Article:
Theme 1: What Makes Us Unique?
Deoxyribonucleic acid (DNA) is the hereditary material common to all living things. DNA is a macromolecule made up of a string of smaller units called nucleotides. Each nucleotide is made up of a sugar, a phosphate group and a base (Figure 1).
There are four different possible bases, adenine, thymine, cytosine and guanine. It is the order of these bases (often referred to simply as As, Ts, Cs and Gs) which make up the DNA “code.” DNA is found in the nuclei of all human cells, and serves as the blueprint for the production of the proteins necessary to maintain life.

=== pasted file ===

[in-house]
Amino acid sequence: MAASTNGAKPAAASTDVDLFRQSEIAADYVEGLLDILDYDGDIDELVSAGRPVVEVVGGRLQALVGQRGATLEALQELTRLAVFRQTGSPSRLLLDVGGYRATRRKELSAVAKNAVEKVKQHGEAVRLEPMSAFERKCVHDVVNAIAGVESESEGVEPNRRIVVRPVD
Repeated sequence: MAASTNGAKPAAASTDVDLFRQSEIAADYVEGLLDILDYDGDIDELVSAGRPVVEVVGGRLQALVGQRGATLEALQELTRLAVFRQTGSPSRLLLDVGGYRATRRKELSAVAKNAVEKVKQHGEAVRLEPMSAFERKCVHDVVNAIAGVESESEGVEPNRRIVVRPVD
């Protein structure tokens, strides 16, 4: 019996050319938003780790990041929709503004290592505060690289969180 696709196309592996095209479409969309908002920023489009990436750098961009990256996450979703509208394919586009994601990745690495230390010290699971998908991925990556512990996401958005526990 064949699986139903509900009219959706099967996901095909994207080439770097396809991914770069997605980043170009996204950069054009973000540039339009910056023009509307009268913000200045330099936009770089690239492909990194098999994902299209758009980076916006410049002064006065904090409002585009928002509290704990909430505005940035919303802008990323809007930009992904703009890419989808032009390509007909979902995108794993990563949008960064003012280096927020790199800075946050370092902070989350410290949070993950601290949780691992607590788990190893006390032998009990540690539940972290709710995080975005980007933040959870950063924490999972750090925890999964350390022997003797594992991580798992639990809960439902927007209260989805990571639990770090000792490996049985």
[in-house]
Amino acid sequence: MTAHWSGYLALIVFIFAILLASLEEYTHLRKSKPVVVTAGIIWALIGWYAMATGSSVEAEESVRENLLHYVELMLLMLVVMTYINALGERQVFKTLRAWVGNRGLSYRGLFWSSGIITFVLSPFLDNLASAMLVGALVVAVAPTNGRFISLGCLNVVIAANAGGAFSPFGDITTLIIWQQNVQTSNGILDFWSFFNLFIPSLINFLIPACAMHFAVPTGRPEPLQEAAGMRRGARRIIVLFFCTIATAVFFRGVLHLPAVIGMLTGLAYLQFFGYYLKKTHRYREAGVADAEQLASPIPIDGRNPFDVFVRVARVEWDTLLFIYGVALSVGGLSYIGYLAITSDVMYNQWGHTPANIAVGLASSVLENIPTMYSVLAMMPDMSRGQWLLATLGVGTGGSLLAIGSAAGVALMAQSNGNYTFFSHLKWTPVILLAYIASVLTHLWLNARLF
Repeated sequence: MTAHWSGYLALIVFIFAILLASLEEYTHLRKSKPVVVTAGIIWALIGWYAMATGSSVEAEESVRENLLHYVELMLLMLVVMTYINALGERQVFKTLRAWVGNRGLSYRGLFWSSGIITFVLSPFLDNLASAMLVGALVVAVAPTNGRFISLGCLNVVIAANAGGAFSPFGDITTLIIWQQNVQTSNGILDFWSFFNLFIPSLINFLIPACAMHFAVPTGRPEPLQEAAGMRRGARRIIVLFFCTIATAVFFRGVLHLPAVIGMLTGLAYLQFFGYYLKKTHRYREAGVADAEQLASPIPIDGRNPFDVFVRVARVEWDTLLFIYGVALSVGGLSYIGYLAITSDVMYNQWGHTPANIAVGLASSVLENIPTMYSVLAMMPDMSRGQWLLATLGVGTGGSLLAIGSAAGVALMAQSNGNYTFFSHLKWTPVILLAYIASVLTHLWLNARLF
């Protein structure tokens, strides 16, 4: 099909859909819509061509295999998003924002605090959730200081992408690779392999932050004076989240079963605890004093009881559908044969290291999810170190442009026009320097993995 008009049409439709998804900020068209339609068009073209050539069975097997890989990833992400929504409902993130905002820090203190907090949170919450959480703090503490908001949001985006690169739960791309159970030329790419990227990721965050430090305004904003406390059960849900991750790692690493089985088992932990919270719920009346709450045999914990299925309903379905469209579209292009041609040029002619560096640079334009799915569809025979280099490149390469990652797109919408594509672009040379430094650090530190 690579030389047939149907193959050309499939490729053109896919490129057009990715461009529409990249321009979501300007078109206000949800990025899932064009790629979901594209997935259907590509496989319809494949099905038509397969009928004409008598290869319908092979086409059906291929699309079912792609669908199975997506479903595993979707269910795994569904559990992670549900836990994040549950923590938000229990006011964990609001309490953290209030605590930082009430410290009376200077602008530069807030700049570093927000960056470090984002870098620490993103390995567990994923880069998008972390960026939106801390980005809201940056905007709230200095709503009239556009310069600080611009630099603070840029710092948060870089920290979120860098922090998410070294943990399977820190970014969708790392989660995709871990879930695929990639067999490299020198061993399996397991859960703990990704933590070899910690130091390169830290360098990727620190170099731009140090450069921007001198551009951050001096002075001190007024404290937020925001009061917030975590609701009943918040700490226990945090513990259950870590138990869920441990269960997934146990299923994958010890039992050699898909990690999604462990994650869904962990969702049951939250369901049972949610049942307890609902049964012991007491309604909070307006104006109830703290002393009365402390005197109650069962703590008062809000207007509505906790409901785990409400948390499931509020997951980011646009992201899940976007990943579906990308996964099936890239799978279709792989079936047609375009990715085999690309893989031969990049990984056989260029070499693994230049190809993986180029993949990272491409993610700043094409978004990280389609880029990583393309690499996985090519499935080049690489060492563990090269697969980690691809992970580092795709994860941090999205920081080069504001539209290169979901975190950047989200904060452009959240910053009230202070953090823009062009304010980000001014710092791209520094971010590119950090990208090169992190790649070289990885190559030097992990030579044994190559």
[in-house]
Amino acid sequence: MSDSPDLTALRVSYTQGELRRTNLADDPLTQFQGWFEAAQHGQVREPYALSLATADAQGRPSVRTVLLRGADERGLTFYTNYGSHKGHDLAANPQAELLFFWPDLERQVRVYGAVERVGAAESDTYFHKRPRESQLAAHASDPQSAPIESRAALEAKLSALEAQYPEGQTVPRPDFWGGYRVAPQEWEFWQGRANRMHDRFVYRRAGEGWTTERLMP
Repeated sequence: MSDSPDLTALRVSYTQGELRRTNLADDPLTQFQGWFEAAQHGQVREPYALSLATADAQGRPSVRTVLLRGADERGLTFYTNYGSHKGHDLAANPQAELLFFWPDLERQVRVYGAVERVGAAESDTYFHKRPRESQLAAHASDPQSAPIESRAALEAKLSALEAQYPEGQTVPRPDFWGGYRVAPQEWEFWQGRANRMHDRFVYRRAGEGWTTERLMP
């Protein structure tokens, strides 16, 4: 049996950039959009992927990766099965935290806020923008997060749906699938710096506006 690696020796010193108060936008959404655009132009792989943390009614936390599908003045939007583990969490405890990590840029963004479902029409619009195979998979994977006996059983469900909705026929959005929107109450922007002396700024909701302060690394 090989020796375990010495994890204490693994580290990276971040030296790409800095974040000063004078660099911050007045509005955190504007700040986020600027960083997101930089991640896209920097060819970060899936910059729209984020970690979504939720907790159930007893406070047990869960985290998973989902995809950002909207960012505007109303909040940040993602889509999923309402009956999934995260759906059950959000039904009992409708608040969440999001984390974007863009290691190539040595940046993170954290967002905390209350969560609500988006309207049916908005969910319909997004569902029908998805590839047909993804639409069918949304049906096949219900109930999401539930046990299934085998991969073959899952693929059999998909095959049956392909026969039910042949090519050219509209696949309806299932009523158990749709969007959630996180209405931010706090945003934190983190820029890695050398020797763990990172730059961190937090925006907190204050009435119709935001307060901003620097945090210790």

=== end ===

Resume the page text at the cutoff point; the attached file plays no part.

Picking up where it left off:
Human DNA is organized into 23 pairs of chromosomes (Figure 2). Before a cell divides, it replicates its DNA so that both daughter cells have a complete copy of the DNA blueprint. Occasionally, errors are made in DNA replication. Because the order of base pairs determine the proteins a cell makes, these errors, if left uncorrected, can lead to the production of different proteins. Errors in DNA replication that result in changes in the DNA molecule are called mutations. For more information about DNA replication, see the laboratory manual for this course, as well as any additional resources posted on the canvas site.